TEACHER RETENTION TASK FORCE ISSUES RECOMMENDATIONS
There is no singular solution to the problem of recruiting and keeping high quality teachers in North Carolina public schools, but a focus on a variety of strategies is needed to address teacher shortages, according to a report issued today by the State Board of Education's Task Force on Teacher Retention convened last fall in response to Session Law 2004-51.
State Board member Lt. Gov. Beverly Perdue was instrumental in securing approval of this legislation as part of her long-standing interest in strengthening the teaching profession.
The report outlined 29 recommendations supporting work around the following issues related to teacher recruitment and retention:
- teacher working conditions;
- teacher leadership/differentiated roles;
- administrator support and accountability;
- enhancing the image of the profession/barriers to entering the profession;
- teacher preparation;
- beginning teacher induction, support and mentoring; and
- financial incentives.
Although salary issues frequently receive attention and publicity, efforts at increasing salaries alone will not resolve state and local school districts' teacher shortages, the committee members noted. The Task Force did, however, outline its recommendations for much needed adjustments to the current salary schedule designed to increase North Carolina's ability to remain competitive in recruiting and retaining highly qualified teachers.
The North Carolina Teacher Working Conditions survey has identified the need for widespread attention to working conditions such as adequate time for planning and professional development, opportunities for involvement in school-wide decisions, opportunities for assuming differentiated roles that utilize their knowledge and skills with other teachers, and the need for adequate instructional resources and supplies, including state-of-the-art technology needed for quality instructional programs. The Task Force's report also underlined the important role of the school principal in retaining teachers and in creating positive learning environments.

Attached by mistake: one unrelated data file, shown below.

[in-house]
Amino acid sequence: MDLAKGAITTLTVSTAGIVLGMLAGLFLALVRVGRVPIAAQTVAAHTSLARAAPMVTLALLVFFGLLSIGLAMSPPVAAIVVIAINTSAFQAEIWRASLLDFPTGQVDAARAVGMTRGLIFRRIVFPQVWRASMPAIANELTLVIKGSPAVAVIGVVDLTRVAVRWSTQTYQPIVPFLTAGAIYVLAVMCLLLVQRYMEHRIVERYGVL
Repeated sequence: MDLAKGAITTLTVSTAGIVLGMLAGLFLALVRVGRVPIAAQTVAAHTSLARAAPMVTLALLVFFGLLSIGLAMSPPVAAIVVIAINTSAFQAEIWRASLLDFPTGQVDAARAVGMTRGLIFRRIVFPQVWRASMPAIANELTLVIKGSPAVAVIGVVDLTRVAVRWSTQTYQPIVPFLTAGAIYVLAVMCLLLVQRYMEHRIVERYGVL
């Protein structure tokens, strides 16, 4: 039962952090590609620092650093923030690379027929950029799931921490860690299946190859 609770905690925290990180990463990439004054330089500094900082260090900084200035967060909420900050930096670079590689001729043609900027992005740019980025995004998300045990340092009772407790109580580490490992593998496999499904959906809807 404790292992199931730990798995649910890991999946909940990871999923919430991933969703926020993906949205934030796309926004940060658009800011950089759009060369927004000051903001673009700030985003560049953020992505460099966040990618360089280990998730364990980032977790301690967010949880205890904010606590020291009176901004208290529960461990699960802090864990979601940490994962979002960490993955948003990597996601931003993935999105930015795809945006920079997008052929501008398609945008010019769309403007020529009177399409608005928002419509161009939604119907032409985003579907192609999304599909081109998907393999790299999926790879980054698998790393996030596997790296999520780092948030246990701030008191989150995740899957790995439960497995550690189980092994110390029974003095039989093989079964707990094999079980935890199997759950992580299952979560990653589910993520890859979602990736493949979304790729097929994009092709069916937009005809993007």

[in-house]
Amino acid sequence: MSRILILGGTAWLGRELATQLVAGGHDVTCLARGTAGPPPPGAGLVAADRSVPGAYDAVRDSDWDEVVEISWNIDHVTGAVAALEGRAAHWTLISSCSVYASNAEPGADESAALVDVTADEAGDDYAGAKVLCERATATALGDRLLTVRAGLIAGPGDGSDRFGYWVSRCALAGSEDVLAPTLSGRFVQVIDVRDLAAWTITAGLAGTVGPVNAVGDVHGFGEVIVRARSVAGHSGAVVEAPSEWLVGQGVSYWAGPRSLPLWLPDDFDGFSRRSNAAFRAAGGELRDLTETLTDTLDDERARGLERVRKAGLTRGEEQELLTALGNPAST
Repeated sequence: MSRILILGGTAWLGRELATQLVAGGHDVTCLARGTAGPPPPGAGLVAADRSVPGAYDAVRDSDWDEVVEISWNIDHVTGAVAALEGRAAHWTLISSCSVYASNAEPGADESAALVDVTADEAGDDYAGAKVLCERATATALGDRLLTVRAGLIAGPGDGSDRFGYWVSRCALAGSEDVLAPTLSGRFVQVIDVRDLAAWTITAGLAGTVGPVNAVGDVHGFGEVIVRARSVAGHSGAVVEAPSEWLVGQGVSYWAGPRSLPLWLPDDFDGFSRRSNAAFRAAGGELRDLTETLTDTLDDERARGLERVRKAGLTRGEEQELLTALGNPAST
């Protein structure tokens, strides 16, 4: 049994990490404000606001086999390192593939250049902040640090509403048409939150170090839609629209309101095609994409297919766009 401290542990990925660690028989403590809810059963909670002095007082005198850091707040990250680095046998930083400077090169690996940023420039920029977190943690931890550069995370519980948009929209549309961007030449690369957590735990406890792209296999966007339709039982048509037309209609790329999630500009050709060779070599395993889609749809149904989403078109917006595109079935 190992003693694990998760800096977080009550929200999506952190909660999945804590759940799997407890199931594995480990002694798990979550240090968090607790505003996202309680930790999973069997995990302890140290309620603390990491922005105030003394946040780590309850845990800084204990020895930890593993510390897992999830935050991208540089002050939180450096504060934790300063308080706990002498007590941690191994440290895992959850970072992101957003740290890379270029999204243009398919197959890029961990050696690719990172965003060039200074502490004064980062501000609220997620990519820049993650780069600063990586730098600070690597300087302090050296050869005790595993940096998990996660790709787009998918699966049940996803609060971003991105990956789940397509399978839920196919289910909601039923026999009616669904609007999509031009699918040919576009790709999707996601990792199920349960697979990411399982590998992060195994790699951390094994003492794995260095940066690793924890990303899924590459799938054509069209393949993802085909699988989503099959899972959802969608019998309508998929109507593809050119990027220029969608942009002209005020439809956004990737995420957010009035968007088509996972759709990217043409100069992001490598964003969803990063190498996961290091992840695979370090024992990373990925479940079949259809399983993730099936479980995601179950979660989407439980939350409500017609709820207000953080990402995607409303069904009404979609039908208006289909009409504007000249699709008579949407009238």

Dr. Jane Norwood, vice chairman of the State Board of Education, chaired the Task Force, which included teachers and representatives from public and private colleges and universities, community colleges, business and industry, local school districts and North Carolina education associations. Norwood characterized the work of the Task Force as one of the most important activities that she had been involved in during her career, and that it is imperative the state move quickly to increase the supply of new teachers and retain the existing pool of teachers.
The full report, including task force membership and recommendations, is available online at http://www.ncpublicschools.org/humanrsrcs/
About the North Carolina Department of Public Instruction:
The North Carolina Department of Public Instruction provides leadership to 115 local public school districts and 126 charter schools serving over 1.5 million students in kindergarten through high school graduation. The agency is responsible for all aspects of the state's public school system and works under the direction of the North Carolina State Board of Education.
For more information:
NCDPI Communication and Information Division, 919.807.3450.